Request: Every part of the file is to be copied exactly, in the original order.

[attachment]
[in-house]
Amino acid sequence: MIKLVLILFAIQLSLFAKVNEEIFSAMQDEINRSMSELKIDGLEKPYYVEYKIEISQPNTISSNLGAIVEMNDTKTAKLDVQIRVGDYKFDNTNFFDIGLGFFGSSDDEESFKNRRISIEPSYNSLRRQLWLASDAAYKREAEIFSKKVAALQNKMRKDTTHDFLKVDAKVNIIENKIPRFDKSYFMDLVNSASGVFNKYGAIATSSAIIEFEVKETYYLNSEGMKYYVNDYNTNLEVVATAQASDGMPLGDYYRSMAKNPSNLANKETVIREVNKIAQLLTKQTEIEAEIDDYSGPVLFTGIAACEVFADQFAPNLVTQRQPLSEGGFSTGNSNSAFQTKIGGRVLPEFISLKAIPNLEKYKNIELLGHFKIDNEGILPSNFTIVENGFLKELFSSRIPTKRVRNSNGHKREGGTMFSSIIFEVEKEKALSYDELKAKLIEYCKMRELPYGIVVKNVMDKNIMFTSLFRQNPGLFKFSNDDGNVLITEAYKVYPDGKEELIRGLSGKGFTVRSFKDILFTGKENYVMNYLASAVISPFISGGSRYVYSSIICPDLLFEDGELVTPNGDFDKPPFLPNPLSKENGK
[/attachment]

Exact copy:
[in-house]
Amino acid sequence: MIKLVLILFAIQLSLFAKVNEEIFSAMQDEINRSMSELKIDGLEKPYYVEYKIEISQPNTISSNLGAIVEMNDTKTAKLDVQIRVGDYKFDNTNFFDIGLGFFGSSDDEESFKNRRISIEPSYNSLRRQLWLASDAAYKREAEIFSKKVAALQNKMRKDTTHDFLKVDAKVNIIENKIPRFDKSYFMDLVNSASGVFNKYGAIATSSAIIEFEVKETYYLNSEGMKYYVNDYNTNLEVVATAQASDGMPLGDYYRSMAKNPSNLANKETVIREVNKIAQLLTKQTEIEAEIDDYSGPVLFTGIAACEVFADQFAPNLVTQRQPLSEGGFSTGNSNSAFQTKIGGRVLPEFISLKAIPNLEKYKNIELLGHFKIDNEGILPSNFTIVENGFLKELFSSRIPTKRVRNSNGHKREGGTMFSSIIFEVEKEKALSYDELKAKLIEYCKMRELPYGIVVKNVMDKNIMFTSLFRQNPGLFKFSNDDGNVLITEAYKVYPDGKEELIRGLSGKGFTVRSFKDILFTGKENYVMNYLASAVISPFISGGSRYVYSSIICPDLLFEDGELVTPNGDFDKPPFLPNPLSKENGK